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Ideas of Rudolph Carnap, by Text

[German, 1891 - 1970, Born at Ronsdorf, Germany. Pupil of Frege. Taught at the University of California. Quine and Kaplan were pupils.]

1928 The Logical Structure of the World (Aufbau)
p.35 Carnap tried to define all scientific predicates in terms of primitive relations, using type theory
p.36 All concepts can be derived from a few basics, making possible one science of everything
1934 The Logical Syntax of Language
17 p.78 Each person is free to build their own logic, just by specifying a syntax
p.88- p.414 Carnap defined consequence by contradiction, but this is unintuitive and changes with substitution
1935 Letters to Schlick
1935.12.04 p.374 All translation loses some content (but language does not create reality)
1937 Testability and Meaning
I.440 p.46 In the truth-functional account a burnt-up match was soluble because it never entered water
1950 Empiricism, Semantics and Ontology
p.41 Internal questions about abstractions are trivial, and external ones deeply problematic
p.129 Logical positivists incorporated geometry into logicism, saying axioms are just definitions
1 p.205 Empiricists tend to reject abstract entities, and to feel sympathy with nominalism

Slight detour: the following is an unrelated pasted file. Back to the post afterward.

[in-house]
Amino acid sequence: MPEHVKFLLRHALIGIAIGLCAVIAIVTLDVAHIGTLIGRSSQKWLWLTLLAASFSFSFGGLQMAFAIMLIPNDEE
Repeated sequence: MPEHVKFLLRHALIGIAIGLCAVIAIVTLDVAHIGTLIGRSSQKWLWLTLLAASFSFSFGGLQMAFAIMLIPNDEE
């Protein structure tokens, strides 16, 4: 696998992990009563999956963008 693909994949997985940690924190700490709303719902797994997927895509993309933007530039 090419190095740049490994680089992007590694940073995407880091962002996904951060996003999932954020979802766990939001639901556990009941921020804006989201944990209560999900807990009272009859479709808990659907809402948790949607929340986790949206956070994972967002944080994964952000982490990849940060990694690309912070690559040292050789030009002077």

2 p.206 Existence questions are 'internal' (within a framework) or 'external' (concerning the whole framework)
2 p.207 To be 'real' is to be an element of a system, so we cannot ask reality questions about the system itself
2 p.208 We only accept 'things' within a language with formation, testing and acceptance rules
2 p.209 Questions about numbers are answered by analysis, and are analytic, and hence logically true
3 p.214 New linguistic claims about entities are not true or false, but just expedient, fruitful or successful
4 p.217 A linguistic framework involves commitment to entities, so only commitment to the framework is in question
4 p.219 No possible evidence could decide the reality of numbers, so it is a pseudo-question
5 p.221 All linguistic forms in science are merely judged by their efficiency as instruments
1950 Logical Foundations of Probability
Ch.1 p.5 Good explications are exact, fruitful, simple and similar to the explicandum
1959 Elimination of Metaphysics by Analysis of Language
p.69 Metaphysics uses empty words, or just produces pseudo-statements